What’s so big about “small objects”? If an asteroid’s orbit brings it to within 0.05 astronomical units (AU) of Earth's orbit, it is categorized as “potentially hazardous” unless it has an absolute magnitude H greater than 22.0, which corresponds to a diameter on the order of 135 meters/yards. Larger H means less bright, thus smaller size. And 0.05 AU is about 19.5 times the distance between Earth and Moon (0.00256 AU). To be discovered and tracked, such objects usually must come close (a few are Earth’s nearest neighbors, coming closer than the Moon). They are exposed samplings of distant asteroid populations, they have within their own population tomorrow’s meteors, and their discovery and follow-up represents today’s best amateur and professional asteroid observing work. Diameter & Earth MOID: In the following observation summary table, the stated diameters are rough best estimates from a standard but very inexact H-to-size formula using H (absolute magnitude, or brightness) from the JPL NEO Orbital Elements page, source also for Earth MOID (minimum orbital intersection distance). Current Minor Planet Center H is also given, along with the original H from each object's discovery MPEC. Other sources: Planetary MOIDs are from Lowell Observatory. Priorities and visibilities are from the European Spaceguard Central Node (SCN). And flyby distances and times are from the JPL Close Approach Table except as noted. See also the Sormano Observatory SAEL list of asteroids with H>22.0 and Earth MOID<0.015 AU.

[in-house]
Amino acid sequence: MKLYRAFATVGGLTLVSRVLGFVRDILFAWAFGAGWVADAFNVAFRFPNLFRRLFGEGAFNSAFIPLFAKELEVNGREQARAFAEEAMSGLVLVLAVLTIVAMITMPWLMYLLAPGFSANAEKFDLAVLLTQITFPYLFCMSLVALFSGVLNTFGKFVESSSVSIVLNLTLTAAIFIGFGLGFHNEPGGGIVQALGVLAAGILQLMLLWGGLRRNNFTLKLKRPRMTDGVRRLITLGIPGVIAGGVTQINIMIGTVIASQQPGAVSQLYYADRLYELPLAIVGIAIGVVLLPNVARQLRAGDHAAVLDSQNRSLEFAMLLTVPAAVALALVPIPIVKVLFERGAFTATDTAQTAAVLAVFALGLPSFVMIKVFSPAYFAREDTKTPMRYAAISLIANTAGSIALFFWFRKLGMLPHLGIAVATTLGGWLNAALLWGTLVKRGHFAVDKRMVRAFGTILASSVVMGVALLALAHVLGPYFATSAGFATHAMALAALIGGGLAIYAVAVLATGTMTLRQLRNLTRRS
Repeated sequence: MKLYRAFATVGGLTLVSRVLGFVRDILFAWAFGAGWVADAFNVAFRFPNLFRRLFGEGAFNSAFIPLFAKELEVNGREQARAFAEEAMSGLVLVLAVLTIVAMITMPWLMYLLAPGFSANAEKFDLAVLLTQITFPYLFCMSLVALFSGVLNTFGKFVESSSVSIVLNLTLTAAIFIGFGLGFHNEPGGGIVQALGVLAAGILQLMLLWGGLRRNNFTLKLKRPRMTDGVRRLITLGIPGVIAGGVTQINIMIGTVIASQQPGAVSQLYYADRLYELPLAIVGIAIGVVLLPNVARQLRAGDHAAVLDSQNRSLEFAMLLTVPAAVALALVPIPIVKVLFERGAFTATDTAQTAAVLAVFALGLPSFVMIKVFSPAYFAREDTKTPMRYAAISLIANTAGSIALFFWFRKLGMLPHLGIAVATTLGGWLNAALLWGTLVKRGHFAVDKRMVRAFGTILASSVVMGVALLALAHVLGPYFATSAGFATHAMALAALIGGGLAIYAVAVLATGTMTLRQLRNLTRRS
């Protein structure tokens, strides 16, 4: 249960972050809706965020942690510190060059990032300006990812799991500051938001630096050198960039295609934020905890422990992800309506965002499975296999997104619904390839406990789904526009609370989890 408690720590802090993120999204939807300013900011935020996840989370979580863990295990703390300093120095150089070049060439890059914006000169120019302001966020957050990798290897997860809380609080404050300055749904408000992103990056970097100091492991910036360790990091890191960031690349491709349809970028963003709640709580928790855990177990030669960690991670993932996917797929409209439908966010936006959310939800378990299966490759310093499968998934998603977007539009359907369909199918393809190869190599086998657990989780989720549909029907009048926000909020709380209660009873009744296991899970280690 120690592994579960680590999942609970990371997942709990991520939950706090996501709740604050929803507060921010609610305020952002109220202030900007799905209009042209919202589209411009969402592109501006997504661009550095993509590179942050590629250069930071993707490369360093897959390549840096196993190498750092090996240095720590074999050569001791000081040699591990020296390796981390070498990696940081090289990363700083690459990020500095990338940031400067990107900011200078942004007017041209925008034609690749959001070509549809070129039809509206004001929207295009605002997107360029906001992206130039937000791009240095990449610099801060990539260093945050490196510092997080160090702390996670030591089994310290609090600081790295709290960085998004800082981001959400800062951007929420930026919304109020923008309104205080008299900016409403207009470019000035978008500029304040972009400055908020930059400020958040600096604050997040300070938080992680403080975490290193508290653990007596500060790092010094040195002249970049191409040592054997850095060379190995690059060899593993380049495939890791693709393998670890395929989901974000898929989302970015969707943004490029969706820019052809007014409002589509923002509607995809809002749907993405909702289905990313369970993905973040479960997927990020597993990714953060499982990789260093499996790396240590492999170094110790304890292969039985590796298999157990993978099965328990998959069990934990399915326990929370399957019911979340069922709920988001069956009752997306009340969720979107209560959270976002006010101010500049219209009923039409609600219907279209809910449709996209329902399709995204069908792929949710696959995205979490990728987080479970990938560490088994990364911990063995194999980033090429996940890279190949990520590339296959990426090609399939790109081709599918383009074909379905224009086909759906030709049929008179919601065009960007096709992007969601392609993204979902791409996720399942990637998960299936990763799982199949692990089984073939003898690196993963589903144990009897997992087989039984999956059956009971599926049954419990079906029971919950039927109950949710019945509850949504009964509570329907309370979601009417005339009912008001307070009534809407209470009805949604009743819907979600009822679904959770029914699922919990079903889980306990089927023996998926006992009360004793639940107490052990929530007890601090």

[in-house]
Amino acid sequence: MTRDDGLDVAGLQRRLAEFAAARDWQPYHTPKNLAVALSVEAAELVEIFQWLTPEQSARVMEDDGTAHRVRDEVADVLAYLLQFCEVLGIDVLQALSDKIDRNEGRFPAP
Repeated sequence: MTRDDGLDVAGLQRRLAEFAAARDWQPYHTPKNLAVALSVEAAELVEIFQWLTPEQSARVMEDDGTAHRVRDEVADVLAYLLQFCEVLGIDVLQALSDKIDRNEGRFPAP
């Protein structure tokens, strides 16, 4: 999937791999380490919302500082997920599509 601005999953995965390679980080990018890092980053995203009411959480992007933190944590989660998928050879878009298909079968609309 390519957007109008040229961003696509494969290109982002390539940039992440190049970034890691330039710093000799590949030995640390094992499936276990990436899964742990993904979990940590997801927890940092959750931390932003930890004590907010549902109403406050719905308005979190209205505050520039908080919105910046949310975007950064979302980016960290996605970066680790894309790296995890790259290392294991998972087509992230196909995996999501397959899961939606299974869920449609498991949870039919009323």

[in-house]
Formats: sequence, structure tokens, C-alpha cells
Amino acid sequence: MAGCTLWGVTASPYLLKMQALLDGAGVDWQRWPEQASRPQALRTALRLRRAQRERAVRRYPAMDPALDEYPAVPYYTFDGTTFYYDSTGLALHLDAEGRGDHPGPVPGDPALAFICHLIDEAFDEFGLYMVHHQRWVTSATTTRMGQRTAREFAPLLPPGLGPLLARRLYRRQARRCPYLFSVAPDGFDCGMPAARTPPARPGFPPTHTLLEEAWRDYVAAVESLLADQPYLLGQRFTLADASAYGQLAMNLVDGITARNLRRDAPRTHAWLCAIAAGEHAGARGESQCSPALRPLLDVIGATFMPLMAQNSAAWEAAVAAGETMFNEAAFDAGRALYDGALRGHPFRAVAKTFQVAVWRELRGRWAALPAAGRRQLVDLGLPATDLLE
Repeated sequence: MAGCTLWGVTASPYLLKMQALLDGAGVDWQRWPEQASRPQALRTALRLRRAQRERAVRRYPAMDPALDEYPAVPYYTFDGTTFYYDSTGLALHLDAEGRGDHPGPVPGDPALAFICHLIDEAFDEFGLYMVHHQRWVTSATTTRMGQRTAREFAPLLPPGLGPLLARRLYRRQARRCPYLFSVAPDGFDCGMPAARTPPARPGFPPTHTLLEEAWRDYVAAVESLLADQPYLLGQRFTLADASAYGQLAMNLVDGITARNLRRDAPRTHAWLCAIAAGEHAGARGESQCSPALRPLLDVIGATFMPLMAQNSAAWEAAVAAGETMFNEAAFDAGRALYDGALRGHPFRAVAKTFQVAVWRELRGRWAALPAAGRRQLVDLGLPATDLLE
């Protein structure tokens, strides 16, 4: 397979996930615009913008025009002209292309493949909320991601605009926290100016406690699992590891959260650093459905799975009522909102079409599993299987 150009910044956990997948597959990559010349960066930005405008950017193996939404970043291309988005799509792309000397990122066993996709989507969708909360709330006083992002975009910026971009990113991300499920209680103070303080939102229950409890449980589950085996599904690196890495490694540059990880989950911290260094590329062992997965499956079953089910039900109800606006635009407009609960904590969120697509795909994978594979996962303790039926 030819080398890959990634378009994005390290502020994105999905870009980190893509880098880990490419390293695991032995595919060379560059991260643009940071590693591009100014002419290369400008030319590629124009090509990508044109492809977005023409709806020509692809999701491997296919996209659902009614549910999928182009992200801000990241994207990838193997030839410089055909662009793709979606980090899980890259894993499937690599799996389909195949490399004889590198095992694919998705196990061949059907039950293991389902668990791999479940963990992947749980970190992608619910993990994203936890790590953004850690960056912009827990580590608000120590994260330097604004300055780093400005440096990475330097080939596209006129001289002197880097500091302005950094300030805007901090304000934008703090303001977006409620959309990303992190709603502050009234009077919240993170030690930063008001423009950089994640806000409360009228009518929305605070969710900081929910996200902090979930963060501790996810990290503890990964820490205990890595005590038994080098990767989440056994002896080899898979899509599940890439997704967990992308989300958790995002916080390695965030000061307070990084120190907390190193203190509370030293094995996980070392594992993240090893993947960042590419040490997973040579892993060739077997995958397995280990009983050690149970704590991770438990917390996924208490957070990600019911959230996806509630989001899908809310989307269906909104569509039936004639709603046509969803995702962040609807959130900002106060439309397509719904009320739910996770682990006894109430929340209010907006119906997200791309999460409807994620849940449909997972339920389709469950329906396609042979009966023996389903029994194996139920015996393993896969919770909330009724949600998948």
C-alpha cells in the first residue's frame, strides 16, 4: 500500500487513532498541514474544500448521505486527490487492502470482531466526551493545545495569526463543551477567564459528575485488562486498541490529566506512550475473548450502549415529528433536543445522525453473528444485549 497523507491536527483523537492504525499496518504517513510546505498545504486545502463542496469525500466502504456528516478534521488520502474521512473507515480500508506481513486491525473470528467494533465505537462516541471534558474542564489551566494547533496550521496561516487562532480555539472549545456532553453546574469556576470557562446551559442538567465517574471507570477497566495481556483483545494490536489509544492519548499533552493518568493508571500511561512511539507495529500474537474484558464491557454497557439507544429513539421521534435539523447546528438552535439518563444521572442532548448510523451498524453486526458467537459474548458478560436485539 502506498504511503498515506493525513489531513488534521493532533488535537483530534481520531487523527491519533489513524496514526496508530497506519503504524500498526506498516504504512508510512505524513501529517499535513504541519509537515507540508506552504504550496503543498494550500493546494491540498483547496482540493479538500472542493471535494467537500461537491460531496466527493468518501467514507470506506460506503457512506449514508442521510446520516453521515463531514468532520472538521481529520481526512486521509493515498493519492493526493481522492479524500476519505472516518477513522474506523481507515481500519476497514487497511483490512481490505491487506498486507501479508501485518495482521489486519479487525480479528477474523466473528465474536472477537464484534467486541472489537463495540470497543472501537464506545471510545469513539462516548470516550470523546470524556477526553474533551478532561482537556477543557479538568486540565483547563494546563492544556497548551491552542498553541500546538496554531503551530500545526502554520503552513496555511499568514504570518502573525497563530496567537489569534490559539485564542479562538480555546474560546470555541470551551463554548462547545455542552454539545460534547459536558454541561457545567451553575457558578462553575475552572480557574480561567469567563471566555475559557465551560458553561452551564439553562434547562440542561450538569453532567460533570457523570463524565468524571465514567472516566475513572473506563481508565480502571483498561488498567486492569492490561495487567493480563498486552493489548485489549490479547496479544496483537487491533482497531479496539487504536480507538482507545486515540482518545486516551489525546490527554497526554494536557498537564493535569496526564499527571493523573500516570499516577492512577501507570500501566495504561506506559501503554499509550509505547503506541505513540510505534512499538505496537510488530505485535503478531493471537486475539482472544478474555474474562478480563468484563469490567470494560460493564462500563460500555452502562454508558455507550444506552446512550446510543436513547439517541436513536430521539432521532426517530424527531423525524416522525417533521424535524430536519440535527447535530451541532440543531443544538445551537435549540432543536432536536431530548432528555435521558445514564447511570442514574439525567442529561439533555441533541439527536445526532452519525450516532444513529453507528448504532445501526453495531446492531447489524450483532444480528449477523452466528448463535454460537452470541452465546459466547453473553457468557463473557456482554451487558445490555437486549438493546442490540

Small objects – panel 2/2 (table) Major News for 4 July 2004 back top next  

Small object observation summary for 28 June–4 July

H = absolute magnitude (brightness), from which size is roughly estimated   —   m/yd = meters/yards   —   [cross index]
All objects had observations reported last week. Those on a light-blue background had observations from only before the week.


Object
Estimated
diameter
JPL
H
MPC
H
Discovery
H in MPEC
Earth
MOID
European Spaceguard Central Node
priority/visibility/campaign
2004 LA10
Amor
34 m/yd24.9725.124.7 2004-L660.02988 AUNecessary, visibility ends 13 July
2004 LA10 was observed on 28 June by Great Shefford Obs. (see "cover" above). It has an MOID of 0.009 AU with Mars.
2004 MO4
Amor
35 m/yd24.9224.624.6 2004-M450.02326 AUUrgent, visibility ends 3 Aug.
2004 MO4 was observed on 29 June by Powell Obs., and was reported this past week as having been observed on 25 June by CINEOS and by Tim Spahr at Whipple Obs. Also this past week, the CINEOS 2004 MO4 discovery observations of 22 June were restated with new times. This object has an MOID of 0.027 AU with Mars, and will will be at 10.4 lunar distances (LD) on July 8th.
2004 LB1
Apollo
78 m/yd23.1823.223.1 2004-L300.03331 AUUrgent, visibility ends 9 July
2004 LB1 was reported this past week as observed on 19 June by Wykrota Obs.
2004 MC
Apollo
79 m/yd23.1623.323.3 2004-M070.00749 AUNecessary, visibility ends 27 July
2004 MC was observed on 20 June by Wykrota Obs., on 26-30 June by Reedy Creek Obs., and on 27 June by Camarillo Obs. This object has an MOID of 0.031 AU with Mars and, although not listed in the JPL Close Approach tables, the Minor Planet Center Closest Approaches page says it was at 3.7 LD at 2004 June 29.51.
2004 MO3
Apollo
119 m/yd22.2722.422.3 2004-M390.01128 AUUseful, visibility ends 19 Aug.
2004 MO3 was observed on 27 June by Camarillo Obs., on 28 June by Great Shefford Obs., on 2 July by Desert Moon Obs., and on 3 July by La Canada Obs. It has an MOID of 0.024 AU with Mars.
2004 MS1
Apollo
121 m/yd22.2322.222.1 2004-M290.00605 AUUseful, visibility ends 12 Aug.